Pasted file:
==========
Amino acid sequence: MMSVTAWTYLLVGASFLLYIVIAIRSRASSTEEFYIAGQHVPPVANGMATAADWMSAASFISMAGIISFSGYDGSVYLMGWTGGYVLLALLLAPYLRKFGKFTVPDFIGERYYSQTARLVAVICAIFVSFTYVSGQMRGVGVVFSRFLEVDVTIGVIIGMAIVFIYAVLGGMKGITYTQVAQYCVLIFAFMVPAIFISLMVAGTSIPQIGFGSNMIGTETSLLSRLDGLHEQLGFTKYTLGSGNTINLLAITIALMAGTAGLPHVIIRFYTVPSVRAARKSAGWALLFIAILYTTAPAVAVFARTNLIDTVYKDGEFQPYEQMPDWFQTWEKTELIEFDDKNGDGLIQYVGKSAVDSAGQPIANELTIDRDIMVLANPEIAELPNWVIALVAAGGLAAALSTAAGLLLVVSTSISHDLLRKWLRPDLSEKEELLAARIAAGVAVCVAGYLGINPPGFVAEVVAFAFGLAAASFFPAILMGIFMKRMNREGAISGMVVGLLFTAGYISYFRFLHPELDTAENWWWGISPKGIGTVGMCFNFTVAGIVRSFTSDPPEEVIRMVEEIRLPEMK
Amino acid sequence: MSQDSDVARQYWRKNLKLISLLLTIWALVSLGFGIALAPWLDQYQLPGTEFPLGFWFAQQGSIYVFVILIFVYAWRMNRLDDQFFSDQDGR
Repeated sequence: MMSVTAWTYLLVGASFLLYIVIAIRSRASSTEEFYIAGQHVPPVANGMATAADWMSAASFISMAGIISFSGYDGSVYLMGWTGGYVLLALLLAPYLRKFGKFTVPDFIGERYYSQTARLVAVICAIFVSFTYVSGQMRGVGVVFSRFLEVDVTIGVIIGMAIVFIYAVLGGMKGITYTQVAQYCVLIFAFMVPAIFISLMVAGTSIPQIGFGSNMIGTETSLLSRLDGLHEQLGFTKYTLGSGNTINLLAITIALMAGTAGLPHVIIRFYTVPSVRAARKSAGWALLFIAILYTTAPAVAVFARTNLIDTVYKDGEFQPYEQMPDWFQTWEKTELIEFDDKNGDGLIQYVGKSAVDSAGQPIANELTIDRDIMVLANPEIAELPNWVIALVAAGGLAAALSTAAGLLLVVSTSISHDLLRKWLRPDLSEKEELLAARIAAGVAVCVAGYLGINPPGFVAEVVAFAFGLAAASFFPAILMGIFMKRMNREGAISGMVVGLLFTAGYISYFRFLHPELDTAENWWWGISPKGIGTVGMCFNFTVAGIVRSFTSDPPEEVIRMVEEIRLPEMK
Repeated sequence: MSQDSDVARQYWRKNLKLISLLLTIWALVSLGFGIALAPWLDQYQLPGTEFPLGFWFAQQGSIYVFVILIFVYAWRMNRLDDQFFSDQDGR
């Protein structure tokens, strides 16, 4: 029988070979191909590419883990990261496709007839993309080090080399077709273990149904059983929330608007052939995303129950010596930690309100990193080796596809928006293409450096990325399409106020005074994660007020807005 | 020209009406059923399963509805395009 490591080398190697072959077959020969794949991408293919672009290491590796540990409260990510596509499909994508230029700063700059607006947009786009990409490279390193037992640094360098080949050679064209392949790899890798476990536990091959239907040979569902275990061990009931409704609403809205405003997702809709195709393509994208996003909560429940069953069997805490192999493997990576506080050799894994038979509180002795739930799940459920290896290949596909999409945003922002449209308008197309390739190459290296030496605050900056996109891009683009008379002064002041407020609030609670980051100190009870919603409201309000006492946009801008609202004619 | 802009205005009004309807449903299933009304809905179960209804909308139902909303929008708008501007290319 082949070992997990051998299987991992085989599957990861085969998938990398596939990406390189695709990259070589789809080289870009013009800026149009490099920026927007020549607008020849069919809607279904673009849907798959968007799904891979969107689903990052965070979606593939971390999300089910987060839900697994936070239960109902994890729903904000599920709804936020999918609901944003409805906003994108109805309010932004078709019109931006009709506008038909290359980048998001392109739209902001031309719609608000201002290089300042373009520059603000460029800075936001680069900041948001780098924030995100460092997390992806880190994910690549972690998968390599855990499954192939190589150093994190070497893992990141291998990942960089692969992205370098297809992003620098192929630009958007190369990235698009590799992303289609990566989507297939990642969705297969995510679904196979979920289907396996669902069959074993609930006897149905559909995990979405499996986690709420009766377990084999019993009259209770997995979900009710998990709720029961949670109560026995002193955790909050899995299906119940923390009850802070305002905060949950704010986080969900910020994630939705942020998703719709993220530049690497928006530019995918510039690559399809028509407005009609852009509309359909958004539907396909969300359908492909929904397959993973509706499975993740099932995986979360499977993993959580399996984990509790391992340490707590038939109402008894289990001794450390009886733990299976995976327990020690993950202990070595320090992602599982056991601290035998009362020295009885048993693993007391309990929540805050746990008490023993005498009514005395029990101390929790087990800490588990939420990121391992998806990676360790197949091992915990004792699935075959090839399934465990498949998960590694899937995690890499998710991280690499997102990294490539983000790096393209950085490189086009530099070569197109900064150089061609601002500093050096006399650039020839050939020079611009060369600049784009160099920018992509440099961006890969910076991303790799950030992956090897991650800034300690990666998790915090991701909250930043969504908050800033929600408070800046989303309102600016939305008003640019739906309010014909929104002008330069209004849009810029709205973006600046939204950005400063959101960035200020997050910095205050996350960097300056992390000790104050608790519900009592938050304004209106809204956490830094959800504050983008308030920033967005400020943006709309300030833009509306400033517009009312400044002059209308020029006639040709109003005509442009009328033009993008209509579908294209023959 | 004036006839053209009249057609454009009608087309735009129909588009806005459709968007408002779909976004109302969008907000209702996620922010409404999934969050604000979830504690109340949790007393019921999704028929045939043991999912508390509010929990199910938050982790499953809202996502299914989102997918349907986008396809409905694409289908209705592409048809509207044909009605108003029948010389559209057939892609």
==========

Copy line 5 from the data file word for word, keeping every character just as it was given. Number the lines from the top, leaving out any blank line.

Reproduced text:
């Protein structure tokens, strides 16, 4: 029988070979191909590419883990990261496709007839993309080090080399077709273990149904059983929330608007052939995303129950010596930690309100990193080796596809928006293409450096990325399409106020005074994660007020807005 | 020209009406059923399963509805395009 490591080398190697072959077959020969794949991408293919672009290491590796540990409260990510596509499909994508230029700063700059607006947009786009990409490279390193037992640094360098080949050679064209392949790899890798476990536990091959239907040979569902275990061990009931409704609403809205405003997702809709195709393509994208996003909560429940069953069997805490192999493997990576506080050799894994038979509180002795739930799940459920290896290949596909999409945003922002449209308008197309390739190459290296030496605050900056996109891009683009008379002064002041407020609030609670980051100190009870919603409201309000006492946009801008609202004619 | 802009205005009004309807449903299933009304809905179960209804909308139902909303929008708008501007290319 082949070992997990051998299987991992085989599957990861085969998938990398596939990406390189695709990259070589789809080289870009013009800026149009490099920026927007020549607008020849069919809607279904673009849907798959968007799904891979969107689903990052965070979606593939971390999300089910987060839900697994936070239960109902994890729903904000599920709804936020999918609901944003409805906003994108109805309010932004078709019109931006009709506008038909290359980048998001392109739209902001031309719609608000201002290089300042373009520059603000460029800075936001680069900041948001780098924030995100460092997390992806880190994910690549972690998968390599855990499954192939190589150093994190070497893992990141291998990942960089692969992205370098297809992003620098192929630009958007190369990235698009590799992303289609990566989507297939990642969705297969995510679904196979979920289907396996669902069959074993609930006897149905559909995990979405499996986690709420009766377990084999019993009259209770997995979900009710998990709720029961949670109560026995002193955790909050899995299906119940923390009850802070305002905060949950704010986080969900910020994630939705942020998703719709993220530049690497928006530019995918510039690559399809028509407005009609852009509309359909958004539907396909969300359908492909929904397959993973509706499975993740099932995986979360499977993993959580399996984990509790391992340490707590038939109402008894289990001794450390009886733990299976995976327990020690993950202990070595320090992602599982056991601290035998009362020295009885048993693993007391309990929540805050746990008490023993005498009514005395029990101390929790087990800490588990939420990121391992998806990676360790197949091992915990004792699935075959090839399934465990498949998960590694899937995690890499998710991280690499997102990294490539983000790096393209950085490189086009530099070569197109900064150089061609601002500093050096006399650039020839050939020079611009060369600049784009160099920018992509440099961006890969910076991303790799950030992956090897991650800034300690990666998790915090991701909250930043969504908050800033929600408070800046989303309102600016939305008003640019739906309010014909929104002008330069209004849009810029709205973006600046939204950005400063959101960035200020997050910095205050996350960097300056992390000790104050608790519900009592938050304004209106809204956490830094959800504050983008308030920033967005400020943006709309300030833009509306400033517009009312400044002059209308020029006639040709109003005509442009009328033009993008209509579908294209023959 | 004036006839053209009249057609454009009608087309735009129909588009806005459709968007408002779909976004109302969008907000209702996620922010409404999934969050604000979830504690109340949790007393019921999704028929045939043991999912508390509010929990199910938050982790499953809202996502299914989102997918349907986008396809409905694409289908209705592409048809509207044909009605108003029948010389559209057939892609």